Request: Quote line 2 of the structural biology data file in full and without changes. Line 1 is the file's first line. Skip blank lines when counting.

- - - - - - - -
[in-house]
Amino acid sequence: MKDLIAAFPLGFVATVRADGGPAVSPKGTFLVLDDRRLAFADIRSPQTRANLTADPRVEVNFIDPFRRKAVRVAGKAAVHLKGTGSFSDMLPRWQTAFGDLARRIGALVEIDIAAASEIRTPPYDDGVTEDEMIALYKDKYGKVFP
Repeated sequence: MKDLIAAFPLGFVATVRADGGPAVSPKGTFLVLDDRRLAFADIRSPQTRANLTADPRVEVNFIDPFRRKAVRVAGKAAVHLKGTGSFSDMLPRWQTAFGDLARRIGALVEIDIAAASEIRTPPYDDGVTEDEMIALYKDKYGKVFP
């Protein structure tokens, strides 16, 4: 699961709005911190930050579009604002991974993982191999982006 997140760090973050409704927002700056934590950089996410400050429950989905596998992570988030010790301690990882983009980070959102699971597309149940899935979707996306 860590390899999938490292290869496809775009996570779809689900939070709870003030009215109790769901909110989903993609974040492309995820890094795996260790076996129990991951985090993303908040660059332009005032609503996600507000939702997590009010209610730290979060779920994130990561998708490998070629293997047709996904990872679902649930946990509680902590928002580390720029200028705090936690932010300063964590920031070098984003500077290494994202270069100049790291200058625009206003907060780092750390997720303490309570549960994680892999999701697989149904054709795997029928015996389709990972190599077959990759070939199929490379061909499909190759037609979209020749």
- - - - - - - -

Amino acid sequence: MKDLIAAFPLGFVATVRADGGPAVSPKGTFLVLDDRRLAFADIRSPQTRANLTADPRVEVNFIDPFRRKAVRVAGKAAVHLKGTGSFSDMLPRWQTAFGDLARRIGALVEIDIAAASEIRTPPYDDGVTEDEMIALYKDKYGKVFP